European stock markets and the euro rallied Friday as Greek Prime Minister George Papandreou confirmed that he is formally requesting bailout loans from the 15 other eurozone goverments and the International Monetary Fund.
In Europe, the FTSE 100 index of leading British shares was up 39.85 points, or 0.7 per cent, at 5,705.18 while Germany’s DAX rose 69.47 points, or 1.1 per cent, at 6,238.19. The CAC-40 in France was 25.23 points, or 0.6 per cent, at 3,949.88.
Wall Street was also poised for a fairly bright opening — Dow futures were up 25 points, or 0.2 per cent, at 11,093 while the broader Standard & Poor’s 500 futures rose 4 points, or 0.3 per cent, at 1,205.70.
Stocks, particularly in Europe, were buoyed by expectations that Papandreou — since confirmed — will activate the euro30 billion ($40 billion) bailout package from the eurozone and the IMF agreed earlier this month.
Earlier this week, the Greek government began discussions about the plan.
The discussions were expected to last at least ten days but renewed concerns on Thursday about the Greek government’s ability to service its upcoming debt commitments ratcheted up the pressure on Papandreou’s government.
On Thursday, jitters about Greece’s financial future dominated sentiment. The European Union’s statistics office said the country’s budget deficit in 2009 was way more than previously thought and Moody’s Investor Services downgraded its rating on the country’s debt and warned of possible further downgrades.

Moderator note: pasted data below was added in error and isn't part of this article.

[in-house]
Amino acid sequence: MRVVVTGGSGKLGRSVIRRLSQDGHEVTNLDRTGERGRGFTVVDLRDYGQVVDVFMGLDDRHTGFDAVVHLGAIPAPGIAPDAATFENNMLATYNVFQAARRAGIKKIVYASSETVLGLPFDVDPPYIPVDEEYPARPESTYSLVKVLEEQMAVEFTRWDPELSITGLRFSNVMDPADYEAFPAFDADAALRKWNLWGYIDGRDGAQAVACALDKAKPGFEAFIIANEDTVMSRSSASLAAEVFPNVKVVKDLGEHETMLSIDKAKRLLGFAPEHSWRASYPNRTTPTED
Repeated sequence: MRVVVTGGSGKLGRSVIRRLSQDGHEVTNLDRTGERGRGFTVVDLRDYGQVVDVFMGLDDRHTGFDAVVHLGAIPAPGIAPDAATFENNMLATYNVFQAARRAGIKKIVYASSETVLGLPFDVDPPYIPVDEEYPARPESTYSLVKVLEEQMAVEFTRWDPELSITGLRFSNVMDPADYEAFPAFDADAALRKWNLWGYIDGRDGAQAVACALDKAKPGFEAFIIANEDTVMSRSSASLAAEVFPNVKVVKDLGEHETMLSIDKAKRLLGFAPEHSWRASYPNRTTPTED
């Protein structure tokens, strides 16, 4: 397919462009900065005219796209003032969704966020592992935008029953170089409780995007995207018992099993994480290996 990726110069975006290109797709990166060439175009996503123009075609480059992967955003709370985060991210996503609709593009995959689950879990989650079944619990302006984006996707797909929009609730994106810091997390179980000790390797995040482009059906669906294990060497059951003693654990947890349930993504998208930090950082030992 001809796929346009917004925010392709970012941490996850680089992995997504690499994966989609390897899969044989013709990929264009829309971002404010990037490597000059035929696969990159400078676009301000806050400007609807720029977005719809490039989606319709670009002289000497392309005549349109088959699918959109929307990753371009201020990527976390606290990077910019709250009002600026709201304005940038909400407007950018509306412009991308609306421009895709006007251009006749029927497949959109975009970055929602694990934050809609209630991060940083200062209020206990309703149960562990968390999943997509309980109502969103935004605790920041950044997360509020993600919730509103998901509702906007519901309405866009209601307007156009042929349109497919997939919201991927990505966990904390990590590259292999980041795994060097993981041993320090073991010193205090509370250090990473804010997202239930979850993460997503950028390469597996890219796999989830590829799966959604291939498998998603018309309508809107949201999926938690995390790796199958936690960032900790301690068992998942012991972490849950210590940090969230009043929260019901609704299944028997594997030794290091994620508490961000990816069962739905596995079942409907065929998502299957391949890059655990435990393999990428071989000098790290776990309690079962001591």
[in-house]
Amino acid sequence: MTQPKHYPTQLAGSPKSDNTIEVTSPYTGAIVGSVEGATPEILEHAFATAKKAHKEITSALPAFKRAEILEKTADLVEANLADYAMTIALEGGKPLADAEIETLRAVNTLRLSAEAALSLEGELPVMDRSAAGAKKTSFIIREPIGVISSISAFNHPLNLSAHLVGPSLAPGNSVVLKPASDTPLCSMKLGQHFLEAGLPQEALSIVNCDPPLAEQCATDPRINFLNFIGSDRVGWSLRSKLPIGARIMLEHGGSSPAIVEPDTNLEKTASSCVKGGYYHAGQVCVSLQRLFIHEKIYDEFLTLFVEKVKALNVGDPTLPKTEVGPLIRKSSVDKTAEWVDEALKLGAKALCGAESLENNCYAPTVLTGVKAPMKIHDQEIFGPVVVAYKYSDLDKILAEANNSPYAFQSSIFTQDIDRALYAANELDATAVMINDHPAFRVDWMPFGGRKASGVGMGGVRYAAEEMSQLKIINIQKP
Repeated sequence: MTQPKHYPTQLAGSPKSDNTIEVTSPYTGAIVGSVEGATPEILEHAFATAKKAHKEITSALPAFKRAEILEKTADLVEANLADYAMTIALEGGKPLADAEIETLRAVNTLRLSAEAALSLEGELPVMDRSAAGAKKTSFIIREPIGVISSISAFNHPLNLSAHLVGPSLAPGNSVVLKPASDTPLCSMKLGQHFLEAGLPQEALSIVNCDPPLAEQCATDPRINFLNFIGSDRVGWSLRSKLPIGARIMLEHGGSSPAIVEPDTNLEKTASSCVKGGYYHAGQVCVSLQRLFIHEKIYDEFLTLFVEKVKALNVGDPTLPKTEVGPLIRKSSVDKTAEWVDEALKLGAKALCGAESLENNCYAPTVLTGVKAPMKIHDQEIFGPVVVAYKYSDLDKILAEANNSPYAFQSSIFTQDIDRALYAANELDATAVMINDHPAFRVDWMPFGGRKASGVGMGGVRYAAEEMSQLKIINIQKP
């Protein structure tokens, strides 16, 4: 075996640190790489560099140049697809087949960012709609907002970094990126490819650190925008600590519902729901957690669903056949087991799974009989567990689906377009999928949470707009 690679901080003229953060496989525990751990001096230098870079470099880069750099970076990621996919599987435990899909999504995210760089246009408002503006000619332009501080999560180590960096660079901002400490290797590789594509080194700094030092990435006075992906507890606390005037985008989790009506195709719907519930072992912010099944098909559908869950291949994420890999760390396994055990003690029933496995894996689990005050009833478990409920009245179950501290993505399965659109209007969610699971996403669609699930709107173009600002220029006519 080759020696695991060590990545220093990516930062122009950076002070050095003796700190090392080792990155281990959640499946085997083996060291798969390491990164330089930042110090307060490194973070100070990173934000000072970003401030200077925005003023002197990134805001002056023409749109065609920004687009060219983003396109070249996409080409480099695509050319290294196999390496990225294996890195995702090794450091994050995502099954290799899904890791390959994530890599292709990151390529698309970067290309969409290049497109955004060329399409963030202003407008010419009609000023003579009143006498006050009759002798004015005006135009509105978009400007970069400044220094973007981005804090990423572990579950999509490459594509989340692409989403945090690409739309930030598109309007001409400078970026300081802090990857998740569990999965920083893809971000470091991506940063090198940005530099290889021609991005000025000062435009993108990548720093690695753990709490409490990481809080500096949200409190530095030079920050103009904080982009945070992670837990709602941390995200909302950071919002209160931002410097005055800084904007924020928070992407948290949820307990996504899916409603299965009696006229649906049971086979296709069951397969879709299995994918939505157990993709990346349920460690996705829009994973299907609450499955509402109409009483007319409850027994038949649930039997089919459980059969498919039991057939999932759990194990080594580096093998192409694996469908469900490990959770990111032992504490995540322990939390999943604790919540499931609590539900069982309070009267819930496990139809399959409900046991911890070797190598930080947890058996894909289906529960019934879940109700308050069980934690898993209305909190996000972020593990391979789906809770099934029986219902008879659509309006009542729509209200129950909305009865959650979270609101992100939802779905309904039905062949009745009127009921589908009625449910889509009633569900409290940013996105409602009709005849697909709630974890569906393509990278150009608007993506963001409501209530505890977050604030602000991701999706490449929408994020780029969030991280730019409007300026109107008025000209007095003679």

Along with European stocks, the euro bounced amid hopes of a resolution to the Greek debt crisis — by late morning London time, the euro was up 0.4 per cent at $1.3315.
“The tone in both Greek bonds and the euro has improved this morning as the markets concluded that Greece would take the offer of aid,” said Jane Foley, research director at Forex.com.
“How far the euro can rally on the news that a member country is suffering the indignity of having to go cap in hand for aid in order to avoid defaulting on its debt is highly questionable,” Foley added.
Though the activation of the facility has shored up confidence about Greece’s near-term outlook, investors remain unsure if the country will be able to avoid a default, or at least a restructuring of its debts.
“The market believes that Greece will be forced to restructure its debt even if, or rather, when the bailout goes ahead,” said Simon Derrick, a senior analyst at Bank of New York Mellon.
Strong economic data also buoyed stocks and the euro currency.
Particularly encouraging was a survey showing that German businesses are feeling more confident and are eyeing the next six months with hope.
The Munich-based Ifo Institute said its business climate index for April rose to 101.6 points from a revised 98.2 points in March. That was the second such increase in as many months, after the survey had fallen in February amid a particularly harsh winter that left snow and ice blanketing most, if not all, of Europe’s biggest economy.
Meanwhile, the EU’s statistics office Eurostat found industrial orders in the eurozone rising 1.5 percent in February from the month.
Earlier in Asia, Japan’s Nikkei 225 stock index dropped 34.63 points, or 0.3 per cent, to 10,914.46 and Hong Kong’s Hang Seng lost 210.45, or 1 per cent, 21,244.49.
Elsewhere, South Korea’s market shed 0.1 per cent, Shanghai’s main index fell 0.5 percent and Australia’s benchmark was down 0.5 per cent.
Oil prices were little changed, with the benchmark contract up 13 cents at $83.83 a barrel.
AP Business Writer Jeremiah Marquez in Hong Kong contributed to this report.